Understand spindle speed limiting on turning centers
Today’s CNC turning centers allow very fast spindle speeds. It is not uncommon for a machine having an eight inch diameter hydraulic chuck to provide 6,000 rpm or more. Since these machines allow spindle speed to be programmed with a feature called constant surface speed, it is not obvious just how fast the spindle will run for a given machining operation. With constant surface speed, of course, you specify speed in surface feet per minute (in the inch mode) or meters per minute (in the metric mode).
You can apply a formula to determine rpm for a given operation:
rpm equals 3.82 times speed in sfm divided by the diameter being machined
Note that if you will be facing a workpiece to center – a very common operation for turned workpieces – the spindle will run up to its maximum rpm in the current spindle range. This is because you are sending the cutting tool to spindle center – a diameter of zero. And even if you specify a speed of one surface foot per minute, the spindle will run up to its maximum speed.
When you have small, completely concentric and round workpieces, this is seldom a problem.
The workpiece will run true in the spindle and maximum rpm can be achieved without vibration.
But when you are running larger workpieces, and especially when the workpiece is not perfectly round and balanced (castings and forgings are notorious for this problem), it’s likely that the machine will not be able to achieve its maximum rpm with out – at the very least – some vibration. Worse, the vibration may be severe enough to cause problems with machining. At worst, the out-of-balance condition may cause the work holding device (chuck) to fail – and the workpiece will be released at a very fast rpm. Few machine doors and windows can hold in such a workpiece, and this of course makes for a very dangerous situation.
For this reason, control manufactures provide you with a way to program the maximum spindle speed. With Fanuc and Fanuc-compatible controls it is done with a G50 command. If the control executes this command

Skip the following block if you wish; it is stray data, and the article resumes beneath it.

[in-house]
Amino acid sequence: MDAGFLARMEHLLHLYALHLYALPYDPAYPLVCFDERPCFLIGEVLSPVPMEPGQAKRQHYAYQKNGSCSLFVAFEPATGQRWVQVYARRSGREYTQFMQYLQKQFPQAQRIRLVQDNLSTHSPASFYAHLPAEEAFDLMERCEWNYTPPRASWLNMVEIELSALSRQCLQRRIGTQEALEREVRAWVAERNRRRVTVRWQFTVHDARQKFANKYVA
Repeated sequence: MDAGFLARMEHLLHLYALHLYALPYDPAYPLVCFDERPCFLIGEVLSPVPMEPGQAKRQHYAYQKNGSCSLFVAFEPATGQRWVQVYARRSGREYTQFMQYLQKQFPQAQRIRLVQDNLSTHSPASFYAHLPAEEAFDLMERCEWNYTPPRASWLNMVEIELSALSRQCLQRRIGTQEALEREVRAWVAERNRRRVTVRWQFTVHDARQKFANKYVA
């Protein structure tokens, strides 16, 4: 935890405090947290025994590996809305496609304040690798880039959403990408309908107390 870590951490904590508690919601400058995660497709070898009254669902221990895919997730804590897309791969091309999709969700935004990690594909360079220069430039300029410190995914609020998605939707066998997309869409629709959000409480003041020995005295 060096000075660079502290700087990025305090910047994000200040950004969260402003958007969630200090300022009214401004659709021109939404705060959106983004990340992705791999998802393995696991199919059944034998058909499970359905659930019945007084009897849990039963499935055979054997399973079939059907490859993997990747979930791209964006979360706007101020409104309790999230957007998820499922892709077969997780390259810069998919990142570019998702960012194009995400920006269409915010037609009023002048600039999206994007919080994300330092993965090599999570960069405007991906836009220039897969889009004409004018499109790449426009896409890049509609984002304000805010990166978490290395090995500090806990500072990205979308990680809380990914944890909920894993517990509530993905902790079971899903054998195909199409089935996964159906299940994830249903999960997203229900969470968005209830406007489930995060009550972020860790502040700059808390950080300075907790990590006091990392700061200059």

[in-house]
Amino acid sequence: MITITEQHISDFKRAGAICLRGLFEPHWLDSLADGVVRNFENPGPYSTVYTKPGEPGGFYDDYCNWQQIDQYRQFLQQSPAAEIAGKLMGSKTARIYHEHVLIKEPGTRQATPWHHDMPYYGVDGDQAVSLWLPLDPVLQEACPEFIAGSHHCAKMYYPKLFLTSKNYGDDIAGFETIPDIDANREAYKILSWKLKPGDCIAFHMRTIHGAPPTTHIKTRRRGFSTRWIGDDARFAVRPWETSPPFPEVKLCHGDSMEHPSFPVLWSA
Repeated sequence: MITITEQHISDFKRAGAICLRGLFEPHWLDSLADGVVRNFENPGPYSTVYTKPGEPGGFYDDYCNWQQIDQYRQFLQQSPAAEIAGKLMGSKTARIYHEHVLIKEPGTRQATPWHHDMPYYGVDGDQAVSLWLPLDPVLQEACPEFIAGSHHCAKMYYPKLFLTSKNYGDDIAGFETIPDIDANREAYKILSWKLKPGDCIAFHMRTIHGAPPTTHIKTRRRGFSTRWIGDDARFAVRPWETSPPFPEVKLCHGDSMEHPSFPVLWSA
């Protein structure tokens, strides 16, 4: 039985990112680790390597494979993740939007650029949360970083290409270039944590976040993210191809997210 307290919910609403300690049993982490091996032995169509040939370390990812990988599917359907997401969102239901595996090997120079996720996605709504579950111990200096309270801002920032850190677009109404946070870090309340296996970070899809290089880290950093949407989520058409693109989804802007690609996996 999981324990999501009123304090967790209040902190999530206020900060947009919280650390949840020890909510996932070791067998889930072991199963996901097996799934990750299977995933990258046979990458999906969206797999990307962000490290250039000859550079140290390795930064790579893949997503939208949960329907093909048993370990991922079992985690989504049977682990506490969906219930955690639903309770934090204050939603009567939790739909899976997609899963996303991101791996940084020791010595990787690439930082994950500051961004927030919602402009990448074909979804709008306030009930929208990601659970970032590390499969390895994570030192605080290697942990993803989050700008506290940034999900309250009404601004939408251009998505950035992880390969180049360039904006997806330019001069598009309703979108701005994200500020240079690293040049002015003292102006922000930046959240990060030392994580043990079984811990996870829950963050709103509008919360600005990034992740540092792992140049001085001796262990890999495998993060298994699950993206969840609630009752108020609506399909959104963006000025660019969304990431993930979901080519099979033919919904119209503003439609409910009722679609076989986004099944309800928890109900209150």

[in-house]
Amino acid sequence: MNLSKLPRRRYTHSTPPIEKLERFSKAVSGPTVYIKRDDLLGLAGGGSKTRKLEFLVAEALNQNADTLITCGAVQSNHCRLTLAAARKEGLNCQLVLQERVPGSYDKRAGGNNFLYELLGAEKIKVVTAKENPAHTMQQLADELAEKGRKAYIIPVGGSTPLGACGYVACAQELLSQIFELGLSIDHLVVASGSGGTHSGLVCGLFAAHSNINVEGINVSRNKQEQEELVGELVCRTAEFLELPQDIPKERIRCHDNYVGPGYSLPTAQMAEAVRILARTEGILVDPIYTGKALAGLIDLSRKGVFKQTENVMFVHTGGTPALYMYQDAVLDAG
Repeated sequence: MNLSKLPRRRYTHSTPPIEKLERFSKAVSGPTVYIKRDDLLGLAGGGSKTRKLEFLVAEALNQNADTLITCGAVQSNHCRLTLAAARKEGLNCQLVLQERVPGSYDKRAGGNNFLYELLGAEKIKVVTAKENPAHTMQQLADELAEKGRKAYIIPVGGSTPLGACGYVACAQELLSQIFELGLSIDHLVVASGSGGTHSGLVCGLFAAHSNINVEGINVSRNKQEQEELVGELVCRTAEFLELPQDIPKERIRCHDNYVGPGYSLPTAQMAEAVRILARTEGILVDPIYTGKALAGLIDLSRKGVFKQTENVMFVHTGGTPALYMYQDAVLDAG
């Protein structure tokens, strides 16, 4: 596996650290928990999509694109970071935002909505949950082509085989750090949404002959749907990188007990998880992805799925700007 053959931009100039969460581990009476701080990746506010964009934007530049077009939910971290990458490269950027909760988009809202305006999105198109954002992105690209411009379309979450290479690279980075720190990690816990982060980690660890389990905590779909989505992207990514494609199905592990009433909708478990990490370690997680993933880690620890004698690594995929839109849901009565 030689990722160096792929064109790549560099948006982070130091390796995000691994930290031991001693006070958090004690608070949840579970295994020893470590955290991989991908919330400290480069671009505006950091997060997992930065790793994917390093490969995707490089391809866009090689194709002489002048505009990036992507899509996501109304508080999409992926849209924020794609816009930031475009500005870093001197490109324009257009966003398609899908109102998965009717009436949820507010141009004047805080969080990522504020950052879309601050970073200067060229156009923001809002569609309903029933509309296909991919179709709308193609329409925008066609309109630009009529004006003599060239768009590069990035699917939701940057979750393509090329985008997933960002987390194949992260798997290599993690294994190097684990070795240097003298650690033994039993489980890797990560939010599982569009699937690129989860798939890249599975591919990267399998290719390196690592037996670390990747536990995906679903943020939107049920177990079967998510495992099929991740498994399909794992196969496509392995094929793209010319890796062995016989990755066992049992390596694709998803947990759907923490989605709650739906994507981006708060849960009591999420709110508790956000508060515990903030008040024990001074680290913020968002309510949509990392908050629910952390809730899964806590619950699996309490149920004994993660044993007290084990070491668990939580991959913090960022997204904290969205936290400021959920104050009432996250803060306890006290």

it will not allow the spindle to rotate faster than 1,500 rpm – even if constant surface speed is being used. Said another way, if you are facing a workpiece to center with constant surface speed, the spindle will stop accelerating when it reaches 1,500 rpm. It will be as if the machine’s maximum rpm is 1,500.
Determining how fast the spindle can run without vibration can be difficult. Even within a lot of workpieces, it is possible that some parts will experience vibration at lower speeds than others. Because this is such an important safety issue, we recommend erring on the side of caution (slow). That is, set up your maximum speed for the worst possible workpiece condition.
One way to determine maximum rpm is to physically test it (frankly, this is the only way we know of). Place the workpiece in the spindle and start the spindle in manual data input (MD) mode at a very slow rpm. Then, in small increments, increase the rpm until you either achieve the machine’s maximum or vibration starts to occur. You should repeat this test with several workpieces. When a maximum rpm is determined, we recommend decreasing it by another 10% or so, just to ensure safety.
The spindle range surprise
Remember that many turning centers have multiple spindle ranges. This can cause some real problems for out-of-balance workpieces. Consider, for example, a turning center that has two spindle ranges. The low range runs from 0 – 2,000 rpm. The high range runs from 0 – 6,000 rpm.
When roughing the workpiece, the programmer uses the low spindle range to get the power needed for machining. And of course, the spindle will be automatically limited to 2,000 rpm. So if a face-to-center operation is done, the spindle will not accelerate past 2,000 rpm. But when they do the finishing operations, the programmer will switch to the high range. If a face-to-center operation is done, the spindle will accelerate to 6,000 rpm.
When you do your test to determine maximum spindle speed, you should do it in the high spindle range. Doing it in the low range will render false results. The spindle may peak-out in the low spindle range prior to vibration. But in reality, it cannot achieve the machine’s true maximum rpm without creating a dangerous condition.
Is efficiency an issue?
One last point. There may be times, especially when quantities are high, when you will want to fine tune your spindle limiter in the program. The situation may exist when a workpiece is terribly out-of-round in its rough state (requiring a severe spindle limitation), but after roughing, will be in a more balanced state. So after roughing in this case, you will be able to increase the maximum spindle rpm to allow more efficient machining.